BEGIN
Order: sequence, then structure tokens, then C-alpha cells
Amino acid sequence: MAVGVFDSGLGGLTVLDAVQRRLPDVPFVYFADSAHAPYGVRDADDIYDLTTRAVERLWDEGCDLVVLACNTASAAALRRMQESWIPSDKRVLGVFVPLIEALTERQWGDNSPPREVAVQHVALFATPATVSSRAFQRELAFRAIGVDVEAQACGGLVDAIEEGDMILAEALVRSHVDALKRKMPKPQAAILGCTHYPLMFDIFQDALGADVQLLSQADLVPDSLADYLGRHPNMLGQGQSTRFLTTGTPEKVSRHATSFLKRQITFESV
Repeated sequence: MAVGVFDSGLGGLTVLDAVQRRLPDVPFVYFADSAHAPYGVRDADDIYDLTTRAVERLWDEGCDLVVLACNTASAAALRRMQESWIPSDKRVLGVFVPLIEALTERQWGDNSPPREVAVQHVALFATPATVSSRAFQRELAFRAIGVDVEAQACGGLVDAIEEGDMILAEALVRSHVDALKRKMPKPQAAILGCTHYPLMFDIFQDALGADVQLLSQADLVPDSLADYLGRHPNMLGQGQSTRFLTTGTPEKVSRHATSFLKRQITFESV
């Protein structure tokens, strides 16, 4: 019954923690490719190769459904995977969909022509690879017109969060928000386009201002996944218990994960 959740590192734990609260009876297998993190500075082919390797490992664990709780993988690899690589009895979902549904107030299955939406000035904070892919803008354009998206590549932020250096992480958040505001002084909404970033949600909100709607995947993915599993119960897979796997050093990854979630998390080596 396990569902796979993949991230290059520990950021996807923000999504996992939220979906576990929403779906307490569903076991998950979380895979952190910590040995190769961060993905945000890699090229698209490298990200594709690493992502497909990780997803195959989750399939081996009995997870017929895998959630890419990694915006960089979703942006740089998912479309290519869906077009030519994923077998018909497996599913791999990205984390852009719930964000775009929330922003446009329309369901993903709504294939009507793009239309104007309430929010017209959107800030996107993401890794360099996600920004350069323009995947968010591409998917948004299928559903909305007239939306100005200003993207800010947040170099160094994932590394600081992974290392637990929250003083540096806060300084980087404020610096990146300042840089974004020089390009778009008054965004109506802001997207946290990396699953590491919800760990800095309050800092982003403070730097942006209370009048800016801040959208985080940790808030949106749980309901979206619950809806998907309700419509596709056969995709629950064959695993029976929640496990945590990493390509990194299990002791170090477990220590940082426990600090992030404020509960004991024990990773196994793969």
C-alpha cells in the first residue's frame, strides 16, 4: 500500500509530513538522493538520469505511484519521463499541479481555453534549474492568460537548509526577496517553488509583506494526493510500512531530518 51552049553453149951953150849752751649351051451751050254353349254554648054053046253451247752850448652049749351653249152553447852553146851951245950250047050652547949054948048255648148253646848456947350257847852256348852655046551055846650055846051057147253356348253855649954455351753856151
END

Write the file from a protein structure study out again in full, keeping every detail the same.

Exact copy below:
Order: sequence, then structure tokens, then C-alpha cells
Amino acid sequence: MAVGVFDSGLGGLTVLDAVQRRLPDVPFVYFADSAHAPYGVRDADDIYDLTTRAVERLWDEGCDLVVLACNTASAAALRRMQESWIPSDKRVLGVFVPLIEALTERQWGDNSPPREVAVQHVALFATPATVSSRAFQRELAFRAIGVDVEAQACGGLVDAIEEGDMILAEALVRSHVDALKRKMPKPQAAILGCTHYPLMFDIFQDALGADVQLLSQADLVPDSLADYLGRHPNMLGQGQSTRFLTTGTPEKVSRHATSFLKRQITFESV
Repeated sequence: MAVGVFDSGLGGLTVLDAVQRRLPDVPFVYFADSAHAPYGVRDADDIYDLTTRAVERLWDEGCDLVVLACNTASAAALRRMQESWIPSDKRVLGVFVPLIEALTERQWGDNSPPREVAVQHVALFATPATVSSRAFQRELAFRAIGVDVEAQACGGLVDAIEEGDMILAEALVRSHVDALKRKMPKPQAAILGCTHYPLMFDIFQDALGADVQLLSQADLVPDSLADYLGRHPNMLGQGQSTRFLTTGTPEKVSRHATSFLKRQITFESV
């Protein structure tokens, strides 16, 4: 019954923690490719190769459904995977969909022509690879017109969060928000386009201002996944218990994960 959740590192734990609260009876297998993190500075082919390797490992664990709780993988690899690589009895979902549904107030299955939406000035904070892919803008354009998206590549932020250096992480958040505001002084909404970033949600909100709607995947993915599993119960897979796997050093990854979630998390080596 396990569902796979993949991230290059520990950021996807923000999504996992939220979906576990929403779906307490569903076991998950979380895979952190910590040995190769961060993905945000890699090229698209490298990200594709690493992502497909990780997803195959989750399939081996009995997870017929895998959630890419990694915006960089979703942006740089998912479309290519869906077009030519994923077998018909497996599913791999990205984390852009719930964000775009929330922003446009329309369901993903709504294939009507793009239309104007309430929010017209959107800030996107993401890794360099996600920004350069323009995947968010591409998917948004299928559903909305007239939306100005200003993207800010947040170099160094994932590394600081992974290392637990929250003083540096806060300084980087404020610096990146300042840089974004020089390009778009008054965004109506802001997207946290990396699953590491919800760990800095309050800092982003403070730097942006209370009048800016801040959208985080940790808030949106749980309901979206619950809806998907309700419509596709056969995709629950064959695993029976929640496990945590990493390509990194299990002791170090477990220590940082426990600090992030404020509960004991024990990773196994793969």
C-alpha cells in the first residue's frame, strides 16, 4: 500500500509530513538522493538520469505511484519521463499541479481555453534549474492568460537548509526577496517553488509583506494526493510500512531530518 51552049553453149951953150849752751649351051451751050254353349254554648054053046253451247752850448652049749351653249152553447852553146851951245950250047050652547949054948048255648148253646848456947350257847852256348852655046551055846650055846051057147253356348253855649954455351753856151